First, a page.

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Opeth - Still Life CD (album) cover

STILL LIFE

Opeth

 

Tech/Extreme Prog Metal

4.33 | 1122 ratings

From Progarchives.com, the ultimate progressive rock music website

Draith
4 stars This is really the first "extreme" sort of metal for me to ever listen to, much less indulge in for intellectual purposes. I honestly didn't like the band much at all until I trained my ears to tolerate guttural vocals, and after I heard the Moor, and I easily grew accustom the rest of the album, and even the band itself. I still find this album somewhat overrated, but excellent regardless. Overall, Still Life is a very well written and produced album, each song follows a similar formula of repetition, contrast, and transitions - jumbled up slightly for each individual track. Some of the tracks are likable, and some downright enthralling. The music is organized, well thought out and the lyrics are great and unique, as only Akerfeldt can produce. It seems likely that the lyrics were written before the vocal melody, as artists often do, but it is somewhat of a flaw on this album that rears its head from time to time. When I read the lyrics while listening to the album, there are times that it didn't seem quite rhythmically sound, but this is a relatively minor. Or maybe all death metal is like that, I wouldn't know.

The main reason for me giving this album only a 4/5 is the blockish-ness of the album of many of the tracks, meaning even though many of the songs have contrast within the song itself, the sections of contrast have little momentum, thus the songs are blockish. They also have an inherent similarity to one another in overall sound, and each one I felt could have been given more of an edge, or something to it to distinguish it from the others. Mostly, the album only really had two types of style: harsh vocals with heavy riffs, or clean vocals with acoustic guitar, usually arpeggios, and sometimes an intermediate between the two. As well, some of the riffs and chord structures seemed like they could have been used more creatively. There are definitely times in the album that I feel more could have been musically done with this part or that, especially considering it's a progressive metal album. To my understanding this is the case with their later album Ghost Reveries, but I have yet to study that album more.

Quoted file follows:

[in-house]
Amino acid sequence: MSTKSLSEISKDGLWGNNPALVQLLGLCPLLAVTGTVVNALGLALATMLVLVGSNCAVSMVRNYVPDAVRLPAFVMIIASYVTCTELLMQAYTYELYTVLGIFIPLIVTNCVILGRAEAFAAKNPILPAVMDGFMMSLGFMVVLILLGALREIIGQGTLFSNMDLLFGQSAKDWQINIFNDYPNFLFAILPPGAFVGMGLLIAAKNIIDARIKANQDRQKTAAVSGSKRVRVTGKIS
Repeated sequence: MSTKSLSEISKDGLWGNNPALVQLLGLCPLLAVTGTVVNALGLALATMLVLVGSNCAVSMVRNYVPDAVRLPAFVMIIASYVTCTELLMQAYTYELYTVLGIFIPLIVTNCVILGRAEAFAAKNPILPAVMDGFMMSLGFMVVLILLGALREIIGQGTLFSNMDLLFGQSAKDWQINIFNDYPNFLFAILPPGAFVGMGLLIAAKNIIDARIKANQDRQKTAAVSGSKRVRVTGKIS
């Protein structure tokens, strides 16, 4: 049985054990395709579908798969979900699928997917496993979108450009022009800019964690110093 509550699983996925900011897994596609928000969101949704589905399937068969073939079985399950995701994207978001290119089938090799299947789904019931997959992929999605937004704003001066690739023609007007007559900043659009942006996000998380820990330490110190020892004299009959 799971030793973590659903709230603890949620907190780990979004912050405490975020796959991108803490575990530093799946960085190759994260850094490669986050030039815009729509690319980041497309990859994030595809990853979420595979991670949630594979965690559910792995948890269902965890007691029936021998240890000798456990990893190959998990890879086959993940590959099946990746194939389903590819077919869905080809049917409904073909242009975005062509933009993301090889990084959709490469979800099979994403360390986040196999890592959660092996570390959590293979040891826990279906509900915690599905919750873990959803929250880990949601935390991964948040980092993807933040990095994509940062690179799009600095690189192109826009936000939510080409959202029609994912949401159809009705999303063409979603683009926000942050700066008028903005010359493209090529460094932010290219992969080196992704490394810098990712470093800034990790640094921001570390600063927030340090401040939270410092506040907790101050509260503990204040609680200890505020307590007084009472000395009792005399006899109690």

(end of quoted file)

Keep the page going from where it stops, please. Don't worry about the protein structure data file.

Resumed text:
The most enjoyable and best produced part of the album is the story, narrated by an atheist who faces relentless, often violent persecution for his beliefs in the Christian fundamentalist town that he was born in, and is in love with a woman in the village named Melinda. This tragic story is quite reminiscent of many on Puritan societies where religion is intertwined with government (hence the Council of the Cross). The lyrics almost seem cryptic at times, and require deep literary analysis for a more thorough understanding. Some seem to imply something that is far beyond what is being described in the story, and almost seem purposefully vague or ambiguous. The story and the developed lyrical content depicting it is definitely the best part of this album, and itself makes up for the flaws I mentioned earlier.

A very good album, and especially excellent if you are trying out more harsh progressive metal and are at all interested in Opeth. I'd say it's about a 4.25 or around there.

Draith | 4/5 |

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